November 19, 2010

The role of a caregiver is complex. The caregiver sees someone requiring attention, and he, or she, chooses to put his own needs second.

“This is crazy. With the cost of health aides and nursing homes, I quit my job and moved my mother from Boston to take care of her after she was diagnosed with Alzheimer’s. It was devastating for us financially, but my family was supportive,” said Caren Irons, Geneseo, in her early fifties at the time.

Caregivers are not paid to provide assistance like professional home health care aides that work for a fee. The most familiar caregiver is that of an adult taking care of aging parents. However, caregivers are also found as spouses caring for husbands or wives, other relatives, middle aged parents in charge of disabled adult children and children caring for disabled parents or grandparents.

“It is a challenge. You accept it and go with it. My philosophy is that love overcomes everything,” stated Richard Bondi, 85, Dansville, who is caring for his second wife, Mary, diagnosed with Alzheimer’s. Previously Bondi had been the caregiver for his first wife who had ovarian cancer.

A caregiver may be living with a family member in need of help, or a caregiver may lend support to a neighbor or relative outside the home. The tasks that they perform vary from shopping for groceries, checking in on a daily basis and performing routine hygiene. Caregivers are service providers, companions, advocates and decision-makers.

A person does not sign up to be a caregiver, get licensed, or in many cases may not even consider themselves a caregiver, but in all reality they are stepping up to the plate and performing the services for another person in need.

“The attitude about giving is what makes one qualified, along with life long nurturing skills,” said Dale Sells, Caregiver Coordinator at the Noyes Caregiver Resource Center. The center serves residents of Livingston County and is a collaborative effort between Noyes Hospital and the Livingston County Office of the Aging. Sells is employed by Noyes Hospital but the Office of the Aging funds the program.

Situations are as unique as the people involved. Day in and day out, more than 65 million family caregivers in this country fulfill a vital role on the care team according to the National Family Caregivers Association.

“I never realized how exhausted I was, and with my disabled daughter to handle as well, I was torn in every direction that you could imagine,” stated Irons.

Caregivers often neglect themselves and suffer with high rates of stress related disease.

“Unless one lives the factual problems of this disease [Alzheimer’s] one cannot fathom the onslaught and the distortion of one’s life in the caring demands and zombie future until death is forthcoming,” stated Bondi in an informational letter to Senator Charles Schumer explaining the problems caregivers face day in and day out. “When it comes to a loved one I will beg.”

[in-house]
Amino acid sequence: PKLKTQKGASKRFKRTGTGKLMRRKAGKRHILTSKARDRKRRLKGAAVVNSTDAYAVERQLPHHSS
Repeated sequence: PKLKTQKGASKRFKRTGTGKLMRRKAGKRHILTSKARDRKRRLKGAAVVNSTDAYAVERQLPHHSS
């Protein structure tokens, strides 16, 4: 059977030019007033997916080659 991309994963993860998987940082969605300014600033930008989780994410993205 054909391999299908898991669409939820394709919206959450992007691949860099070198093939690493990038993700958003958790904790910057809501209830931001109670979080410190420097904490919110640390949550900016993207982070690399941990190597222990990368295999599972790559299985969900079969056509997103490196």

As the first wave of baby boomers reach their 65th birthday in 2011, demands for health care services from the rapidly growing elderly population will significantly affect health care delivery.

“There are four kinds of people in the world: those who have been caregivers, those who are currently caregivers, those who will become caregivers and those who need caregivers,” said Rosalynn Carter, former first lady and president of the board of directors for the Rosalynn Carter Institute for Caregiving.

“Everybody’s journey is different. Your emotions lift up and down. It is the longest goodbye to a loved one. You feel angry and cheated that you have to deal with it,” said Irons.

“And then there are the denials. Family members don’t want to deal with the problem, wish to remember a loved one as they once were and even can’t handle the problem. In my case my kids and grandkids are wonderful,” said Bondi.

“The older generation has been raised to handle things on their own. They are unselfish givers, but there is help out there to ease the lonely walk. That’s my role to get people connected to the services they need to ease their way,” said Sells, Caregiver Coordinator.

In other cases, a working family gathers its strength and emotional caregiving support under one roof for a young adult child thinking that it might be a temporary illness, but as time goes on it becomes a more complicated health issue. Life has thrown them a curve that two generations have chosen to work out together.

“I can’t put a price tag on caring for my mother, and my spirituality got me through,” said Irons.

“I am very fortunate. Each day is beautiful,” said Bondi.

Taking time to smell the roses along the journey of giving compassionately to others blooms abundantly in caregivers who have learned to face each day with hopefulness.